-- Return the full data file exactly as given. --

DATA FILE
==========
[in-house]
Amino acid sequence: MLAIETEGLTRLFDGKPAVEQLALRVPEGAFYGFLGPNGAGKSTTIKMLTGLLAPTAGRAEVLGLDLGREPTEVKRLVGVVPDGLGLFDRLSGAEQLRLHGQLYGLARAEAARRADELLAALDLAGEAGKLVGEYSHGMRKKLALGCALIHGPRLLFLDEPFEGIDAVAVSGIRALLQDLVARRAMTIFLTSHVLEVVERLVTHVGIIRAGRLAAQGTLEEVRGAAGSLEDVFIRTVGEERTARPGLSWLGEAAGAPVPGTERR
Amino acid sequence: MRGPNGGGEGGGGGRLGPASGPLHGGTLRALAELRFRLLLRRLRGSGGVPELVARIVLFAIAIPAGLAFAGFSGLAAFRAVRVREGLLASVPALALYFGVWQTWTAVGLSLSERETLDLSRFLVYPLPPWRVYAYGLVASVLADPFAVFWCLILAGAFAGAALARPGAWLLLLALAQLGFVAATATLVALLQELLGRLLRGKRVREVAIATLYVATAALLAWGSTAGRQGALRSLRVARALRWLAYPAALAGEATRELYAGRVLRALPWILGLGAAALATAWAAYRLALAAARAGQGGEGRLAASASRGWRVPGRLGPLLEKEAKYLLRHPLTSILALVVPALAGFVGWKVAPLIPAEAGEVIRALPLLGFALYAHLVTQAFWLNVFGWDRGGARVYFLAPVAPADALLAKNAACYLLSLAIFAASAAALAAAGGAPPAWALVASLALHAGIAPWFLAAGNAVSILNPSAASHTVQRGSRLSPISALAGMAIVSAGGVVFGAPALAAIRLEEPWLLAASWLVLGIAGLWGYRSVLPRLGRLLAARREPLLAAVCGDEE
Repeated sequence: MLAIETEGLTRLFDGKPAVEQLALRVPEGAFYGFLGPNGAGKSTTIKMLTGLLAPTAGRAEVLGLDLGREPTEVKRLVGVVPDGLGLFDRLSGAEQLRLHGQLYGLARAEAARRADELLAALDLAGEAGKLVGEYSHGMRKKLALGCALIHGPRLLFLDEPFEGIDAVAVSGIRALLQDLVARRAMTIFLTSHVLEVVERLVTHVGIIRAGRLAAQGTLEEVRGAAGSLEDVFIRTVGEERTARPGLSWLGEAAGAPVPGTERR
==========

[in-house]
Amino acid sequence: MLAIETEGLTRLFDGKPAVEQLALRVPEGAFYGFLGPNGAGKSTTIKMLTGLLAPTAGRAEVLGLDLGREPTEVKRLVGVVPDGLGLFDRLSGAEQLRLHGQLYGLARAEAARRADELLAALDLAGEAGKLVGEYSHGMRKKLALGCALIHGPRLLFLDEPFEGIDAVAVSGIRALLQDLVARRAMTIFLTSHVLEVVERLVTHVGIIRAGRLAAQGTLEEVRGAAGSLEDVFIRTVGEERTARPGLSWLGEAAGAPVPGTERR
Amino acid sequence: MRGPNGGGEGGGGGRLGPASGPLHGGTLRALAELRFRLLLRRLRGSGGVPELVARIVLFAIAIPAGLAFAGFSGLAAFRAVRVREGLLASVPALALYFGVWQTWTAVGLSLSERETLDLSRFLVYPLPPWRVYAYGLVASVLADPFAVFWCLILAGAFAGAALARPGAWLLLLALAQLGFVAATATLVALLQELLGRLLRGKRVREVAIATLYVATAALLAWGSTAGRQGALRSLRVARALRWLAYPAALAGEATRELYAGRVLRALPWILGLGAAALATAWAAYRLALAAARAGQGGEGRLAASASRGWRVPGRLGPLLEKEAKYLLRHPLTSILALVVPALAGFVGWKVAPLIPAEAGEVIRALPLLGFALYAHLVTQAFWLNVFGWDRGGARVYFLAPVAPADALLAKNAACYLLSLAIFAASAAALAAAGGAPPAWALVASLALHAGIAPWFLAAGNAVSILNPSAASHTVQRGSRLSPISALAGMAIVSAGGVVFGAPALAAIRLEEPWLLAASWLVLGIAGLWGYRSVLPRLGRLLAARREPLLAAVCGDEE
Repeated sequence: MLAIETEGLTRLFDGKPAVEQLALRVPEGAFYGFLGPNGAGKSTTIKMLTGLLAPTAGRAEVLGLDLGREPTEVKRLVGVVPDGLGLFDRLSGAEQLRLHGQLYGLARAEAARRADELLAALDLAGEAGKLVGEYSHGMRKKLALGCALIHGPRLLFLDEPFEGIDAVAVSGIRALLQDLVARRAMTIFLTSHVLEVVERLVTHVGIIRAGRLAAQGTLEEVRGAAGSLEDVFIRTVGEERTARPGLSWLGEAAGAPVPGTERR